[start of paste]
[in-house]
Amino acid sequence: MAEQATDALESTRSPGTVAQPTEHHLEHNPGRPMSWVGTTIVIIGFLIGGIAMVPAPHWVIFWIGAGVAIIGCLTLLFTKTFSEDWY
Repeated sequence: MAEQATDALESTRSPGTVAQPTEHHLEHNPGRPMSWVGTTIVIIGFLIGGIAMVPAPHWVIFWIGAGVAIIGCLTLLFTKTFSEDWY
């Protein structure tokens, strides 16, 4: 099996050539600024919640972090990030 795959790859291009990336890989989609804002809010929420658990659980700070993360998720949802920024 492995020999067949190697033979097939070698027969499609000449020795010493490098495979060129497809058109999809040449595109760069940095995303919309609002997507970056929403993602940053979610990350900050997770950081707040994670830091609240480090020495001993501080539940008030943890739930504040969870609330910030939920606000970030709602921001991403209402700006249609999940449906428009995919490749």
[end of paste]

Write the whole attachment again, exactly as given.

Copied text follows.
[in-house]
Amino acid sequence: MAEQATDALESTRSPGTVAQPTEHHLEHNPGRPMSWVGTTIVIIGFLIGGIAMVPAPHWVIFWIGAGVAIIGCLTLLFTKTFSEDWY
Repeated sequence: MAEQATDALESTRSPGTVAQPTEHHLEHNPGRPMSWVGTTIVIIGFLIGGIAMVPAPHWVIFWIGAGVAIIGCLTLLFTKTFSEDWY
């Protein structure tokens, strides 16, 4: 099996050539600024919640972090990030 795959790859291009990336890989989609804002809010929420658990659980700070993360998720949802920024 492995020999067949190697033979097939070698027969499609000449020795010493490098495979060129497809058109999809040449595109760069940095995303919309609002997507970056929403993602940053979610990350900050997770950081707040994670830091609240480090020495001993501080539940008030943890739930504040969870609330910030939920606000970030709602921001991403209402700006249609999940449906428009995919490749």